According to a first aspect, the present invention provides a processing system comprising a central processor, a BIOS memory device and a BIOS protection device interconnected by address and data paths, wherein at start-up, the BIOS protection device takes control of the memory address and data paths and prevents execution of a boot program stored in the BIOS memory device until the BIOS protection device has verified that the boot program stored in the BIOS memory device is authentic.
 According to a second aspect, the present invention provides a method of authenticating a boot program held in a BIOS memory device of a processing system comprising a central processor, the BIOS memory device and a BIOS protection device interconnected by address and data paths, the method comprising the steps of:
 1) at start-up, the BIOS protection device temporarily prevents execution'of the boot program by the central processor;
 2) the BIOS protection device takes control of the address and data paths;
 3) the BIOS protection device interrogates the contents of the BIOS memory device to establish if the contents are authenticated;
 4) if the contents of the BIOS memory device are not authentic, the BIOS protection device continues to prevent execution of the boot program and prevents further operation of the central processor; and
 5) if the contents of the BIOS memory device are authentic, the BIOS protection device relinquishes control of the address and datapaths and allows the central processor to execute the boot program in the BIOS memory device.
 According to a third aspect, the present invention provides a BIOS protection device for connection to a processing system between a central processor and a BIOS memory device containing a boot program, the BIOS protection device including address and data path interface connection means, and an authentication processor whereby, when power is applied to the BIOS protection device, the BIOS protection device takes control of address and data path(s) to which it is connected and the authentication processor interrogates the BIOS memory device connected to the address and data path(s) to determine if the boot program contained in the BIOS memory device is authentic, and only if the boot program is determined to be authentic does the BIOS protection device release control of the address and data paths) to permit the central processor to execute the boot program.
 In various embodiments of the invention, different address and data path interfaces may be used including serial interfaces, totally non-multiplexed buses, the Intel® Low Pin Count (LPG) bus structure and various intermediate solutions, depending on other components used on the motherboard. The motherboard may use standard PC architecture or may be a non-PC configuration.
 Preferably, the BIOS device includes a cryptographic digital signature located at a known location in the BIOS memory device and the BIOS protection device calculates the value of the signature (from the BIOS data and internal public key) and interrogates the BIOS to verify that the correct signature is present and corresponds with the boot program (or, a part thereof) stored in the BIOS device.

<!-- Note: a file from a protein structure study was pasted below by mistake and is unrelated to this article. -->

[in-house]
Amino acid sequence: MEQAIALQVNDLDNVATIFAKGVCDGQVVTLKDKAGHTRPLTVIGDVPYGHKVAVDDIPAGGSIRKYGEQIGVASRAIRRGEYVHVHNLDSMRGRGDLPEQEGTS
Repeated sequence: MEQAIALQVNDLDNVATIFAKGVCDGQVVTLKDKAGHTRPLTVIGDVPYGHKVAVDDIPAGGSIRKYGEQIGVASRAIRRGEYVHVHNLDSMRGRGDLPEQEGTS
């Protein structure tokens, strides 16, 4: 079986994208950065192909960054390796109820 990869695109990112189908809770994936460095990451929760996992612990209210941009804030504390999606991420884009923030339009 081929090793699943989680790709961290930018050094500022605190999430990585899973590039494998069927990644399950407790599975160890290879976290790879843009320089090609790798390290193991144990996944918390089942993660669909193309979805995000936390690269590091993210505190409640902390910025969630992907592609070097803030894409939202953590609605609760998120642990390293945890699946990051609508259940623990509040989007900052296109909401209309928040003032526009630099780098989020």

In one embodiment, the BIOS protection device also contains an internal memory device and while authenticating the BIOS contents, the BIOS protection device copies part of the BIOS memory device contents to the internal memory device and subsequently controls the address and data path(s) to bypass the BIOS device when the central processor attempts to access the copied part of the BIOS memory device contents.
 Preferably at least one signal line of the Motherboard is interrupted by the BIOS protection device such that the motherboard is inoperative if the BIOS protection device is not present. In one preferred embodiment of the invention, the reset control circuit is provided in the BIOS protection device such that the board cannot exit the reset state if the BIOS protection device is not present.
 Preferably also, the BIOS protection device will hold the reset signal in the reset (or, disabled) state while the authentication of the BIOS is performed. When the authentication is successful, the BIOS protection device releases the reset signal allowing the central processor to commence operation. In an alternative embodiment, the BIOS protection device inserts wait cycles to disable the central processor while authenticating the BIOS memory device.
BRIEF DESCRIPTION OF THE DRAWINGS
 Embodiments of the invention will now be described, by way of example, with reference to the accompanying drawings in which:
 FIG. 1 is a block diagram of a standard PC without BIOS protection;
 FIG. 2 is a block diagram of PC with BIOS protection according to an embodiment of the present invention;
 FIG. 3 is a block diagram of a BIOS protection device according to an embodiment of the present invention in `Standard PC;
 FIG. 4 is a block diagram of a protection device used in standard PC embodiments of the invention with an LPC BIOS device;
 FIG. 5 is a block diagram of a protection device used in standard PC embodiments of the invention with an EPROM BIOS device;
 FIG. 6 is a block diagram of a BIOS protection device according to an embodiment of the present invention in a non-PC platform;
 FIG. 7 is a block diagram of a protection device for EPROM used in non-PC embodiments of the present invention;
 FIG. 8 is a block Diagram of an EPROM BIOS protection device with full protected storage according to an embodiment of the present invention;
 FIG. 9 is a block Diagram of an EPROM BIOS protection device with partial protected storage according to an embodiment of the present invention; and